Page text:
2 Thanksgivings highlight golden rule for CEOs

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Fair Exchange

For seven years in a row, I worked on Thanksgiving. Not by choice, but because odd circumstances arose and there I was, again working on the holiday. These are two of my most memorable Thanksgivings.

Thanksgiving in Nevada

Many years ago I spent Thanksgiving at a conference table in an office building outside of Reno. The CEO, Doug, was heading up Nevada's newly privatized workers' compensation insurance company. With more heart than thought, Doug had promised that no one would see their take-home pay reduced by even one penny if they made the switch from being an employee of the state to an employee of the new insurance company. He wanted all 1,100 employees to join him at the new company.

And so I spent Thanksgiving week working with Doug as we calculated the new gross pay needed for each individual to maintain their take-home pay. We worked through all the job changes, pay and benefit changes and created detailed hard-copy explanations for each employee.

Doug was able to keep his promise.

My Thanksgiving dinner was a sandwich from the local gas station, but that week remains one of my favorite holiday memories. It is rare that anyone will work so hard to keep a promise to employees.

Doug knew that he could hire qualified employees for less than he would be paying the former state employees. And he knew that changing the culture and getting everyone to focus on performance and profit for the first time was going to be difficult. But he was committed to these people and he was going to keep them employed and their take home pay whole.

Doug told me that he knew the employees were feeling very stressed and he wanted to do whatever he could to minimize their stress. I have worked through many re-organizations but I have never seen a CEO so tangibly demonstrate that he cared about the employees and how his decisions would impact them and their families.

Working with Doug was an exceptional experience.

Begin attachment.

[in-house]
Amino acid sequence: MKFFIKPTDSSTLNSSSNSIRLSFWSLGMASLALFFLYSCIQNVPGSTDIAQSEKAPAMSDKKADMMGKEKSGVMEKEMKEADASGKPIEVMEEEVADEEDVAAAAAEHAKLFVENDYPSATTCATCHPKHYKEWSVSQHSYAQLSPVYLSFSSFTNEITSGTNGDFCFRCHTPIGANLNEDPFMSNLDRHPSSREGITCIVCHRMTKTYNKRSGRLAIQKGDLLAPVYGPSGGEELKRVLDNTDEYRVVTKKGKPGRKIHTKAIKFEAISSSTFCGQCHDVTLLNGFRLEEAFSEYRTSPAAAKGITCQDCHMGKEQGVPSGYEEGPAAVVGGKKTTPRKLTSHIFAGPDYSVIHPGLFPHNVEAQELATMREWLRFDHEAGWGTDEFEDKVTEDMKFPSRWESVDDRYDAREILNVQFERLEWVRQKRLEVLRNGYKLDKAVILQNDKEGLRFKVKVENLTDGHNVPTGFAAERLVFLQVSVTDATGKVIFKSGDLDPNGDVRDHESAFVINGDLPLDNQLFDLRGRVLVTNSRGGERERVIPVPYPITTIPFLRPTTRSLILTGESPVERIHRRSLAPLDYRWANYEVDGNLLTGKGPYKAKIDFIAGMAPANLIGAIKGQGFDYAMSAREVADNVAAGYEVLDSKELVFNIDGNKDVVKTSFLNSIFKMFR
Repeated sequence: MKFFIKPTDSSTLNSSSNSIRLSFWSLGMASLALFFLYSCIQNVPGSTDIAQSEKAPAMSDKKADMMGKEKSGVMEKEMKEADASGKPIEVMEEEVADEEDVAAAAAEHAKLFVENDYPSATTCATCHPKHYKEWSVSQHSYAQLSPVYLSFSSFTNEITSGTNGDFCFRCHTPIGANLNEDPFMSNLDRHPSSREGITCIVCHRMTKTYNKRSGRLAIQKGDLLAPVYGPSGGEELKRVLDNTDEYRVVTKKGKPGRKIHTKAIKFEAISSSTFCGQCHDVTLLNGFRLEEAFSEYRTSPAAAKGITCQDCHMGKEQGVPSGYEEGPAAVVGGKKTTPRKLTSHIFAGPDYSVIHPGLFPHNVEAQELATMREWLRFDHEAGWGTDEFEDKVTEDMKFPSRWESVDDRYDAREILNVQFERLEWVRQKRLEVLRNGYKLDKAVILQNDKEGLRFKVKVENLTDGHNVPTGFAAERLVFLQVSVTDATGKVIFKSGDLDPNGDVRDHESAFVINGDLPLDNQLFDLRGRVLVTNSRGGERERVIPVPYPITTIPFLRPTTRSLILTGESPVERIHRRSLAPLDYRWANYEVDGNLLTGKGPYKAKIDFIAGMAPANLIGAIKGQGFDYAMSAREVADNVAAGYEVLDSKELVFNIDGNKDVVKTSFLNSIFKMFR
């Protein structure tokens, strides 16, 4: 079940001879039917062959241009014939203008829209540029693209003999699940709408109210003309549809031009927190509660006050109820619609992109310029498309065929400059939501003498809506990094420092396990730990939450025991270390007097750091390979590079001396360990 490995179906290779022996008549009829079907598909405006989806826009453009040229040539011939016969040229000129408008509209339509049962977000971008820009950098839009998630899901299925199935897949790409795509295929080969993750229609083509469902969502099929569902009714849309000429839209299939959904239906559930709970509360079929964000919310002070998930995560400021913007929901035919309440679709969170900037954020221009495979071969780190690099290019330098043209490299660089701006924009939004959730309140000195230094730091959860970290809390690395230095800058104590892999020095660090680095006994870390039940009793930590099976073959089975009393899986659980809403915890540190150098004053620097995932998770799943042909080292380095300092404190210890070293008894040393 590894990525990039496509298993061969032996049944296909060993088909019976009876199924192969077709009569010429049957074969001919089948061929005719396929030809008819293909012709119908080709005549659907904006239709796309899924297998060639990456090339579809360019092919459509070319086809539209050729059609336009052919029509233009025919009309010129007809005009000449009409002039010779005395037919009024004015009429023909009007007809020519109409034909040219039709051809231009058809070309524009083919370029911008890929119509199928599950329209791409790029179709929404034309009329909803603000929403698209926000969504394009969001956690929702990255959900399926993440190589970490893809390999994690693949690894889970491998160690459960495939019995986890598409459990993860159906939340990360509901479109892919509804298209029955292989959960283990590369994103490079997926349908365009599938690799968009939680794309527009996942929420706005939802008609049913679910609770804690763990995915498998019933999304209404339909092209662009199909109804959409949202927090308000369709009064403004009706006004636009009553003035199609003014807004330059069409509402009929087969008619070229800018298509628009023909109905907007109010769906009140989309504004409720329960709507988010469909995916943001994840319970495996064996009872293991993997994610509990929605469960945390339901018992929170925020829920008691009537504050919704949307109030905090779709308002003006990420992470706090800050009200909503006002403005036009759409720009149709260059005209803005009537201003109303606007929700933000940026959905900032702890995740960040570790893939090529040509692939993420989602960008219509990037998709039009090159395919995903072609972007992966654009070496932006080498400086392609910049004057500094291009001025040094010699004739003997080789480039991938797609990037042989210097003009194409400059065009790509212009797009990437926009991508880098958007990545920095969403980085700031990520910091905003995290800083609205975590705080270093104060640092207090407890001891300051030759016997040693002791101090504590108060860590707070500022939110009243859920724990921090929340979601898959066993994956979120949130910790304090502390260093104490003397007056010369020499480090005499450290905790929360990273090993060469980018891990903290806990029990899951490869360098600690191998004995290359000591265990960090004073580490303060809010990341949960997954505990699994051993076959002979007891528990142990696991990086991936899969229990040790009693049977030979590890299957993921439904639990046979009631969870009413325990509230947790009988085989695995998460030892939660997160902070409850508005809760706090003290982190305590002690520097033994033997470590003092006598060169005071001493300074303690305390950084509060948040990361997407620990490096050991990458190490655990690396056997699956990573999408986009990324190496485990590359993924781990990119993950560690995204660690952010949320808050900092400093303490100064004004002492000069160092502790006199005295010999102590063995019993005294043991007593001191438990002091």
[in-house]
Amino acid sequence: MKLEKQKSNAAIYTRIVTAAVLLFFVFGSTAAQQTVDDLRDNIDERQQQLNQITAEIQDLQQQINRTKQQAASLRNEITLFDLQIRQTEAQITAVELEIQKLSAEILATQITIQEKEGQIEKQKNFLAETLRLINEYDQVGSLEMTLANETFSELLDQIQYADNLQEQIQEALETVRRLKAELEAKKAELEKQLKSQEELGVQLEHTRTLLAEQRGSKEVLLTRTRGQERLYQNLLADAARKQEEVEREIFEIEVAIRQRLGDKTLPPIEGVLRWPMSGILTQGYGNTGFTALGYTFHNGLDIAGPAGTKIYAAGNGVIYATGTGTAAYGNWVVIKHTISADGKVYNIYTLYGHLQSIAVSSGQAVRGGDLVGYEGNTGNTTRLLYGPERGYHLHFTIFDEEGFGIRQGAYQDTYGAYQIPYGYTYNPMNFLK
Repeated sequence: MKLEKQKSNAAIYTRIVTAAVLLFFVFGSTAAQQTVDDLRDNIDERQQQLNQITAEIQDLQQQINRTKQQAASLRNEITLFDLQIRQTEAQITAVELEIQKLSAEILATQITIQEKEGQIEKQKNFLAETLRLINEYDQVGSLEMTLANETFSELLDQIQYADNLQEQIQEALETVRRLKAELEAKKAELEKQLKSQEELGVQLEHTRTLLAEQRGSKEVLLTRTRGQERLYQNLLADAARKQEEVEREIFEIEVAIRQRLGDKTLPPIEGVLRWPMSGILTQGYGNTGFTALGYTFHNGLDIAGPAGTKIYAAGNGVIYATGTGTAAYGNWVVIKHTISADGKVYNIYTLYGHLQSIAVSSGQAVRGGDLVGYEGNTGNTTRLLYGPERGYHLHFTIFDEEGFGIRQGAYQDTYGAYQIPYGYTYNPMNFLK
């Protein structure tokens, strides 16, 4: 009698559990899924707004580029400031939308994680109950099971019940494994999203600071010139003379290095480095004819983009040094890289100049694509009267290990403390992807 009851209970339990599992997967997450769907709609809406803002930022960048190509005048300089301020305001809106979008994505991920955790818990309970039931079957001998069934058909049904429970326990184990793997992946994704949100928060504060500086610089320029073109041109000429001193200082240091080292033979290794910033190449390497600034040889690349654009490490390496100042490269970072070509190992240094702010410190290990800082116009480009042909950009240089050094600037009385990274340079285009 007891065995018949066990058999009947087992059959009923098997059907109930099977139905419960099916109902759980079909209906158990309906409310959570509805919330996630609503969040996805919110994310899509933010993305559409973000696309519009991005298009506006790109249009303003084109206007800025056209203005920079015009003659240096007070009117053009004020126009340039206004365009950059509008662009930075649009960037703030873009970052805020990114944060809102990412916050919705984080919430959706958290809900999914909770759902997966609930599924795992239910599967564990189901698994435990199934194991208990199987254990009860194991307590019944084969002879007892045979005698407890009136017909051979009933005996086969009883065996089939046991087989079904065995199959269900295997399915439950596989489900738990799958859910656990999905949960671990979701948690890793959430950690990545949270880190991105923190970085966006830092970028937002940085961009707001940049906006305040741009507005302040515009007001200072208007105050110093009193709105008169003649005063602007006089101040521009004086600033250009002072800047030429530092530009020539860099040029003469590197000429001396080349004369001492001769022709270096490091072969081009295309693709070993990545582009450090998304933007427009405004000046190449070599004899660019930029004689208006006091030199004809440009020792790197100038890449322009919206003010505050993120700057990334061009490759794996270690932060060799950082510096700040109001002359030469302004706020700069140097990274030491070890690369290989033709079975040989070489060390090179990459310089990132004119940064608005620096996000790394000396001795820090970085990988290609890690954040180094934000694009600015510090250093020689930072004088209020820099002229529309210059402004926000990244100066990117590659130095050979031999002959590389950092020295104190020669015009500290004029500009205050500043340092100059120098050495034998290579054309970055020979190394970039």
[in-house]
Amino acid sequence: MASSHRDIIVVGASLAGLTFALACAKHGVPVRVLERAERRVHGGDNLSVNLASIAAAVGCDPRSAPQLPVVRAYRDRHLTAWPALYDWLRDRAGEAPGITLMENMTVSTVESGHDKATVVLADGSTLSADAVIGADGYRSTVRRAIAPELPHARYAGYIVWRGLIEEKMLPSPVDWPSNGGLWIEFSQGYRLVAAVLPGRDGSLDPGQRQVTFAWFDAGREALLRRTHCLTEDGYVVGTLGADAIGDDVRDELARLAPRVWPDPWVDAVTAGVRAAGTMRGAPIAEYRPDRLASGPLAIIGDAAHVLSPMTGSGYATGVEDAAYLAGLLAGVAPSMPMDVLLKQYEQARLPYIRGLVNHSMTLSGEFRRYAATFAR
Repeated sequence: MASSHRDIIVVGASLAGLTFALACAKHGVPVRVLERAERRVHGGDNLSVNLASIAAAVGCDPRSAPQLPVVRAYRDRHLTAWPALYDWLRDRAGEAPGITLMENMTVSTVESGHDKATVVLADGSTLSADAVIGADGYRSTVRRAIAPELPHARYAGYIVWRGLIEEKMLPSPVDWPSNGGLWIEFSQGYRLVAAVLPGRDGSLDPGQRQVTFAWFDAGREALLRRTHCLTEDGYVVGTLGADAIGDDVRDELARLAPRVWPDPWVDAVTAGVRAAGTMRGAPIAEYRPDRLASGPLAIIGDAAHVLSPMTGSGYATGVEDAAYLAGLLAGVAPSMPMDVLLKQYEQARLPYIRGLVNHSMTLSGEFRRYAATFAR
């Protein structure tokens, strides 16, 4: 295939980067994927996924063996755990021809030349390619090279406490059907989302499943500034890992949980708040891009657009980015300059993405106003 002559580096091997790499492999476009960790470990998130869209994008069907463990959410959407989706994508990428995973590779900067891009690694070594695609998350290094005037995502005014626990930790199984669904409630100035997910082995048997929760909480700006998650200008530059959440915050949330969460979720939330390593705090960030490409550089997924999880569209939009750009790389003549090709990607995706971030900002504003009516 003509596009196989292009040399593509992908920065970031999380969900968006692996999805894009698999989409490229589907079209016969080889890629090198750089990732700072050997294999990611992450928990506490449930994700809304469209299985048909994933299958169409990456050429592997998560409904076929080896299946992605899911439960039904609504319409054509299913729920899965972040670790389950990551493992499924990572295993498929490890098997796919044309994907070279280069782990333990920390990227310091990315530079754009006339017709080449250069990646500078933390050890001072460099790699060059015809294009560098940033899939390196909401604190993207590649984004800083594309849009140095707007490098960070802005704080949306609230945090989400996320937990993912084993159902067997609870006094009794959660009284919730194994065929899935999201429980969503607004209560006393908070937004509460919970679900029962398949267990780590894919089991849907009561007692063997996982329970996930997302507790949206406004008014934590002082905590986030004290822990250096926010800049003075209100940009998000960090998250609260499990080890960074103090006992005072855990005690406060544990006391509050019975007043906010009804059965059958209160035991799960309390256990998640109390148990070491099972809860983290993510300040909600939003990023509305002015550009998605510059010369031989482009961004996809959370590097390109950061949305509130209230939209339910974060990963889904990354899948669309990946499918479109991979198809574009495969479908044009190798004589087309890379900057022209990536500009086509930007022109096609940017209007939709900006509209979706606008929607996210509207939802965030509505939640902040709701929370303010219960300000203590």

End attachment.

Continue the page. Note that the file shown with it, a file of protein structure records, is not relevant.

Thanksgiving in Montana

Employee pay had been frozen for more than two years and the 2,500 employees of a newly merged hospital system in Montana were frustrated and angry. The CEO had finally asked for help, and after a few months of work we were ready to present him with the final details of a new compensation program for his approval.

I was scheduled to meet with him on the Monday of Thanksgiving week. He delayed and canceled, and it was late Wednesday when I was finally able to sit down with him.

He looked at the bottom line cost, asked a few questions and I had his approval. But I no longer had a flight home. My Thanksgiving dinner at a local truck stop was memorable for one reason; the bouncy balls of stuffing. They looked like stuffing and bounced like rubber, they were fascinating!

On Friday I was using a hospital waiting room to work in while I waited for my afternoon flight home. Employees saw me and would stop in to say hello and ask why I was still there.

After hearing that the CEO had put our meeting off till Wednesday evening, the employees would tell me of his many broken promises, insults and the many ways he made their lives and work difficult. Freezing their pay for two years was just one of many actions that had convinced the employees that the CEO really didn't care if they were happy or miserable.

They were so suspicious of everything he did that they rejected the Christmas tree he provided for the lobby. It was moved to a dark corner of the hospital.

And the employees would tell me how they were getting back at the CEO for his neglect. They wouldn't do anything that would affect patient care, but they would do anything they could to make the CEO's job or life more difficult. His car was buried under piles of snow in the winter; tens of thousands of tongue depressors and gauze pads shot holes in the budget; schedules were manipulated and overtime costs were running high; and rumor had it that one of the employees had released the brake from a bulldozer sitting on a hill above the CEO's new house that was under construction. It rolled right through and took down quite a bit of the framing and roughed-in plumbing.

Epilogue: The Montana hospital CEO was fired about a year after our project was complete. In Nevada, Doug succeeded and is still working as the CEO of Employer's Insurance Company of Nevada. He is trusted and respected by his employees and the business is doing well.

First rule of management: Treat your employees as you would like to be treated.

Virginia Detweiler is a human resources consultant and has taught business and management at Walla Walla Community College and Walla Walla University. Questions for her columns are welcome and can be submitted to her email address at awwcomplady@gmail.com. Those used will be edited to remove information that would identify the sender. She also can be reached at 509-529-1910.

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